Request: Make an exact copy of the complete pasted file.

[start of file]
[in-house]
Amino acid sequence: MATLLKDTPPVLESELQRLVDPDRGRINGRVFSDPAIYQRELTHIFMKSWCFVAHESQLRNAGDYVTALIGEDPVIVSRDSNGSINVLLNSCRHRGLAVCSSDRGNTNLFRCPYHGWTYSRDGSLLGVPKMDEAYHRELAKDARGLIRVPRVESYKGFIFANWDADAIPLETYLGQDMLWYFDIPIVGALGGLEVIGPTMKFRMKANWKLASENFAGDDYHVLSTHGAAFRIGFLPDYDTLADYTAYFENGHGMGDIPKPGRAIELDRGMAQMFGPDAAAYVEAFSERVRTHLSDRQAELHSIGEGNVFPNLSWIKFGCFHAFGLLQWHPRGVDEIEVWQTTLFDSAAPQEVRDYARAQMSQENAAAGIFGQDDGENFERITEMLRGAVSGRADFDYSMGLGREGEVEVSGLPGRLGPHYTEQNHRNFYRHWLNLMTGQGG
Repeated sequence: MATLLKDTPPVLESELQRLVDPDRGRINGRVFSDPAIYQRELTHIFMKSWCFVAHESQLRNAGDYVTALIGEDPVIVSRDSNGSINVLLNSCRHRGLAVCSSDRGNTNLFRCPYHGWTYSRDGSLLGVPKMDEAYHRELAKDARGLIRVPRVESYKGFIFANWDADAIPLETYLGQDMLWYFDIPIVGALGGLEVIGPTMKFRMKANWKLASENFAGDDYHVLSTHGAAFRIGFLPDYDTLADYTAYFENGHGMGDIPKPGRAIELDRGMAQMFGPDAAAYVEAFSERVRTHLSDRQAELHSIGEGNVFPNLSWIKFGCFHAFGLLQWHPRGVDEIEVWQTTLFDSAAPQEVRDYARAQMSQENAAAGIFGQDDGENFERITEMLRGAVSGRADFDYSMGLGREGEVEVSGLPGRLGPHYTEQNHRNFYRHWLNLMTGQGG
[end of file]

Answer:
[in-house]
Amino acid sequence: MATLLKDTPPVLESELQRLVDPDRGRINGRVFSDPAIYQRELTHIFMKSWCFVAHESQLRNAGDYVTALIGEDPVIVSRDSNGSINVLLNSCRHRGLAVCSSDRGNTNLFRCPYHGWTYSRDGSLLGVPKMDEAYHRELAKDARGLIRVPRVESYKGFIFANWDADAIPLETYLGQDMLWYFDIPIVGALGGLEVIGPTMKFRMKANWKLASENFAGDDYHVLSTHGAAFRIGFLPDYDTLADYTAYFENGHGMGDIPKPGRAIELDRGMAQMFGPDAAAYVEAFSERVRTHLSDRQAELHSIGEGNVFPNLSWIKFGCFHAFGLLQWHPRGVDEIEVWQTTLFDSAAPQEVRDYARAQMSQENAAAGIFGQDDGENFERITEMLRGAVSGRADFDYSMGLGREGEVEVSGLPGRLGPHYTEQNHRNFYRHWLNLMTGQGG
Repeated sequence: MATLLKDTPPVLESELQRLVDPDRGRINGRVFSDPAIYQRELTHIFMKSWCFVAHESQLRNAGDYVTALIGEDPVIVSRDSNGSINVLLNSCRHRGLAVCSSDRGNTNLFRCPYHGWTYSRDGSLLGVPKMDEAYHRELAKDARGLIRVPRVESYKGFIFANWDADAIPLETYLGQDMLWYFDIPIVGALGGLEVIGPTMKFRMKANWKLASENFAGDDYHVLSTHGAAFRIGFLPDYDTLADYTAYFENGHGMGDIPKPGRAIELDRGMAQMFGPDAAAYVEAFSERVRTHLSDRQAELHSIGEGNVFPNLSWIKFGCFHAFGLLQWHPRGVDEIEVWQTTLFDSAAPQEVRDYARAQMSQENAAAGIFGQDDGENFERITEMLRGAVSGRADFDYSMGLGREGEVEVSGLPGRLGPHYTEQNHRNFYRHWLNLMTGQGG